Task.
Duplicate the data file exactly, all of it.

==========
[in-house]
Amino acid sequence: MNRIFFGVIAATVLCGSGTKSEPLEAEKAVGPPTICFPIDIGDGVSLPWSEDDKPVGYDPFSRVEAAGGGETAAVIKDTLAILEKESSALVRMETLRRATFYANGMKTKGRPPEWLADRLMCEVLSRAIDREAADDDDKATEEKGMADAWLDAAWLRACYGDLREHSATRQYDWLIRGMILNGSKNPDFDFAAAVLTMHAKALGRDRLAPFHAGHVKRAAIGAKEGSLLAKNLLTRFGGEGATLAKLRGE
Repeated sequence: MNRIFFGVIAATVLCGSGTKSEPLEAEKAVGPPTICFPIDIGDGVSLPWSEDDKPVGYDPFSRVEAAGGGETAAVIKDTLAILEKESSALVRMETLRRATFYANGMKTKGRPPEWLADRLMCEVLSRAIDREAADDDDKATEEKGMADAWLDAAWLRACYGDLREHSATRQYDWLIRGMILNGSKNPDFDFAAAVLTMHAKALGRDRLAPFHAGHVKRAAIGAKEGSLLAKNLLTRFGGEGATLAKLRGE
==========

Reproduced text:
[in-house]
Amino acid sequence: MNRIFFGVIAATVLCGSGTKSEPLEAEKAVGPPTICFPIDIGDGVSLPWSEDDKPVGYDPFSRVEAAGGGETAAVIKDTLAILEKESSALVRMETLRRATFYANGMKTKGRPPEWLADRLMCEVLSRAIDREAADDDDKATEEKGMADAWLDAAWLRACYGDLREHSATRQYDWLIRGMILNGSKNPDFDFAAAVLTMHAKALGRDRLAPFHAGHVKRAAIGAKEGSLLAKNLLTRFGGEGATLAKLRGE
Repeated sequence: MNRIFFGVIAATVLCGSGTKSEPLEAEKAVGPPTICFPIDIGDGVSLPWSEDDKPVGYDPFSRVEAAGGGETAAVIKDTLAILEKESSALVRMETLRRATFYANGMKTKGRPPEWLADRLMCEVLSRAIDREAADDDDKATEEKGMADAWLDAAWLRACYGDLREHSATRQYDWLIRGMILNGSKNPDFDFAAAVLTMHAKALGRDRLAPFHAGHVKRAAIGAKEGSLLAKNLLTRFGGEGATLAKLRGE